While Yellowstone National Park has had many super-intendents in its history, three early superintendents were crucial to the success of the park at the turn of the last century.
Nathaniel P. Langford, First Yellowstone Supertendent
The first is important because he was the first: Nathaniel P. Langford, who led an expedition that was credited for the creation of the Yellowstone National Park idea in 1870. Langford was appointed the new park's superintendent for its first five years, from 1872 to 1877. It was an unpaid position that was given to a busy man. Langford in those five years only had time for three trips to the park and one full report.
Philetus W. Norris, Second Yellowstone Superintendent
Between 1877 and 1882, Philetus W. Norris stood as superintendent of Yellowstone Park. He earned a reputation as a good man with a modest budget. He was also something of a visionary, opening roads into the park's interior, and envisioning the need for various tourist facilities and accommodations.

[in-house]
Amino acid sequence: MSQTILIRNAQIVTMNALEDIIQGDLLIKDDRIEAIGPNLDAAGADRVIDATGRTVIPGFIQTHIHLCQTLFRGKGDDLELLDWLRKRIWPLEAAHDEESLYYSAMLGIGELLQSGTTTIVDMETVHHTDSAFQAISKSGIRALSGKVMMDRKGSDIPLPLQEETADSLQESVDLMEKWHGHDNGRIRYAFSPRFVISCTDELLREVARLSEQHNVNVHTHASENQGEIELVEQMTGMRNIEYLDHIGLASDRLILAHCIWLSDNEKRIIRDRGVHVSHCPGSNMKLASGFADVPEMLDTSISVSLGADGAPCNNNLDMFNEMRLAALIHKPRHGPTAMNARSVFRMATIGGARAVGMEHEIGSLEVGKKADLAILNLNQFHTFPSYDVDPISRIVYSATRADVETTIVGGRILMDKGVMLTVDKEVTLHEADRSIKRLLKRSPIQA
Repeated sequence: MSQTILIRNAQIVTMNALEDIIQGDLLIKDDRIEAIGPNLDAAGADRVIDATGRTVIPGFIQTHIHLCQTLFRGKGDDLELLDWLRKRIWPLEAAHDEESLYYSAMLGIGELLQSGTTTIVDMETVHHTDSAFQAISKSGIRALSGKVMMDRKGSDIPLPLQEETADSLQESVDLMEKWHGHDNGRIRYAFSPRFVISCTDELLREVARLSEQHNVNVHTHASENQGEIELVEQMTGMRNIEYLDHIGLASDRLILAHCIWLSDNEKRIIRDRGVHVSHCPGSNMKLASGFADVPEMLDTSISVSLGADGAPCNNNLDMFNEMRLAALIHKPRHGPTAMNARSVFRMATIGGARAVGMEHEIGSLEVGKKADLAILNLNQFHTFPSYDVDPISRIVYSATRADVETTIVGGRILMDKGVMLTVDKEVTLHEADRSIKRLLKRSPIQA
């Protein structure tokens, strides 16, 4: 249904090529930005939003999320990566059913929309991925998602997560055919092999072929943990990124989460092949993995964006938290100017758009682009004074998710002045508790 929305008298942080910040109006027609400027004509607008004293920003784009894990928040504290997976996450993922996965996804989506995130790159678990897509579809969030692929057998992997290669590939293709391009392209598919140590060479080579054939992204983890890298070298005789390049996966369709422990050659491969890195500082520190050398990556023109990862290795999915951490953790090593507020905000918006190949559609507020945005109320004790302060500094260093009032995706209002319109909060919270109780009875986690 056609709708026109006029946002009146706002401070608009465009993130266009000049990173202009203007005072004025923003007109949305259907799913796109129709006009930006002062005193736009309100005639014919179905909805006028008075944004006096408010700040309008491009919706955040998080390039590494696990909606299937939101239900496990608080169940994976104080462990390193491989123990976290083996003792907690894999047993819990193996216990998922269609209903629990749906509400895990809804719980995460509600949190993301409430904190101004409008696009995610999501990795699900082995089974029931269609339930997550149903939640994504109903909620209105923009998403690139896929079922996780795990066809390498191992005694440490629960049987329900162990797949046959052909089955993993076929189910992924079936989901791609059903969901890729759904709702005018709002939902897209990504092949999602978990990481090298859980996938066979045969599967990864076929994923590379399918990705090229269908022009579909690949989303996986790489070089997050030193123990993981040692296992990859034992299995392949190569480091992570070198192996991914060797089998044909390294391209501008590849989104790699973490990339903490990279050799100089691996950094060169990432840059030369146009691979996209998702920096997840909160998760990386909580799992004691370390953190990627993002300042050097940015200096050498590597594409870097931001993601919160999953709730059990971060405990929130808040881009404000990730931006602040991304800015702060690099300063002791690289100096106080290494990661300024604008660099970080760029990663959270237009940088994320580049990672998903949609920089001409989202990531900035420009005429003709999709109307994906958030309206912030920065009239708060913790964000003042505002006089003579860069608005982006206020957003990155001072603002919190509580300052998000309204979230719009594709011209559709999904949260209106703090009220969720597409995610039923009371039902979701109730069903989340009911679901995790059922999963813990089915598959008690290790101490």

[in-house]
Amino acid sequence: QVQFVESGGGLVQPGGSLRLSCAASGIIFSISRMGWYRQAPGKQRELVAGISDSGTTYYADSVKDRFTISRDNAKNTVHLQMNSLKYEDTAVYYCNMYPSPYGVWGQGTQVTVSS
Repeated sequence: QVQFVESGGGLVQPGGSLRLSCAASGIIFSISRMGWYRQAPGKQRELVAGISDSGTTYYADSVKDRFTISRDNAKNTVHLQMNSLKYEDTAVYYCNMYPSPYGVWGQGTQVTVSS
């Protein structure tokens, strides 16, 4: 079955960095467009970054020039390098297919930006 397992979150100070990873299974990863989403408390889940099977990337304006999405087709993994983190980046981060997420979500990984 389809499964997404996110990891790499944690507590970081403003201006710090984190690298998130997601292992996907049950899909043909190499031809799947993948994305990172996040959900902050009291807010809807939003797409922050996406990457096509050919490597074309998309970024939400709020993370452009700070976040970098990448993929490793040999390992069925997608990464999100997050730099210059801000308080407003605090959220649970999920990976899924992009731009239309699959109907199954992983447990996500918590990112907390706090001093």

Norris explored in the park extensively, and spent much time getting to know the country. He was also good at promotion, writing many reports and articles about the wonders of the park that led to more tourism.
Horris M. Albright, Yellowstone Superintendent 1919-1929
Horace M. Albright came onto the scene much later, in 1919. He held the post of superintendent for ten years, until 1929. Albright was the first superintendent under the newly created National Park Service and he was a good one. He broadened the park's education services, expanded its roads to automobiles and oversaw construction of many projects for tourist accommodations including service stations, campgrounds, lodges and much more.
Albright was also able to maintain some of Yellowstone's wilderness character at the same time. Albright later went on to establish Grand Teton National Park and to serve as director of the national park system.